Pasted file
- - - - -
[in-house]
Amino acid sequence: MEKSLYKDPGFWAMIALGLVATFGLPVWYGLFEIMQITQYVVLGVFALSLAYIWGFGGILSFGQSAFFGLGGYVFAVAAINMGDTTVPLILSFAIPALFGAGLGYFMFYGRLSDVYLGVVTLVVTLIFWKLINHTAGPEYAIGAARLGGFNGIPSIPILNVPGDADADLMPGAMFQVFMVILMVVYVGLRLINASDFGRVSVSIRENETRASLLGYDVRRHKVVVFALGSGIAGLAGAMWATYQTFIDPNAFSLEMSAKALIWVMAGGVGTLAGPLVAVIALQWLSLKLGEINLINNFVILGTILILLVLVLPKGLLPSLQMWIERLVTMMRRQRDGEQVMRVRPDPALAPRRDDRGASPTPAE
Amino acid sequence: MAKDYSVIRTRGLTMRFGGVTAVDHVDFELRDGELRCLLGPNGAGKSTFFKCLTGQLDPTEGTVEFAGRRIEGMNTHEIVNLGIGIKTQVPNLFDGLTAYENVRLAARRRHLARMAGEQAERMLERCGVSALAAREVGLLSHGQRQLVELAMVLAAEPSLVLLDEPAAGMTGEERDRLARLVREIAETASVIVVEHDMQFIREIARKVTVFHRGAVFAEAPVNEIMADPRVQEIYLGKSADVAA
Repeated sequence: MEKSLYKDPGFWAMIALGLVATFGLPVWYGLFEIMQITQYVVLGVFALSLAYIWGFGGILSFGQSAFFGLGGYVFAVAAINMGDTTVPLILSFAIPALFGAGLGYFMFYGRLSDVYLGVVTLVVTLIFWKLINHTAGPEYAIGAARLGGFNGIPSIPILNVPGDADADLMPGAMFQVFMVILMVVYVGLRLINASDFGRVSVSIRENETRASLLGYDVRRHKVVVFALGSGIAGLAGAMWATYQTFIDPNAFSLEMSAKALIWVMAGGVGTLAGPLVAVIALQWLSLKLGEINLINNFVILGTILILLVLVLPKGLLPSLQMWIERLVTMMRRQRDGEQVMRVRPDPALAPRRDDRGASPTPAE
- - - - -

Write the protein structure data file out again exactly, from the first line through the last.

[in-house]
Amino acid sequence: MEKSLYKDPGFWAMIALGLVATFGLPVWYGLFEIMQITQYVVLGVFALSLAYIWGFGGILSFGQSAFFGLGGYVFAVAAINMGDTTVPLILSFAIPALFGAGLGYFMFYGRLSDVYLGVVTLVVTLIFWKLINHTAGPEYAIGAARLGGFNGIPSIPILNVPGDADADLMPGAMFQVFMVILMVVYVGLRLINASDFGRVSVSIRENETRASLLGYDVRRHKVVVFALGSGIAGLAGAMWATYQTFIDPNAFSLEMSAKALIWVMAGGVGTLAGPLVAVIALQWLSLKLGEINLINNFVILGTILILLVLVLPKGLLPSLQMWIERLVTMMRRQRDGEQVMRVRPDPALAPRRDDRGASPTPAE
Amino acid sequence: MAKDYSVIRTRGLTMRFGGVTAVDHVDFELRDGELRCLLGPNGAGKSTFFKCLTGQLDPTEGTVEFAGRRIEGMNTHEIVNLGIGIKTQVPNLFDGLTAYENVRLAARRRHLARMAGEQAERMLERCGVSALAAREVGLLSHGQRQLVELAMVLAAEPSLVLLDEPAAGMTGEERDRLARLVREIAETASVIVVEHDMQFIREIARKVTVFHRGAVFAEAPVNEIMADPRVQEIYLGKSADVAA
Repeated sequence: MEKSLYKDPGFWAMIALGLVATFGLPVWYGLFEIMQITQYVVLGVFALSLAYIWGFGGILSFGQSAFFGLGGYVFAVAAINMGDTTVPLILSFAIPALFGAGLGYFMFYGRLSDVYLGVVTLVVTLIFWKLINHTAGPEYAIGAARLGGFNGIPSIPILNVPGDADADLMPGAMFQVFMVILMVVYVGLRLINASDFGRVSVSIRENETRASLLGYDVRRHKVVVFALGSGIAGLAGAMWATYQTFIDPNAFSLEMSAKALIWVMAGGVGTLAGPLVAVIALQWLSLKLGEINLINNFVILGTILILLVLVLPKGLLPSLQMWIERLVTMMRRQRDGEQVMRVRPDPALAPRRDDRGASPTPAE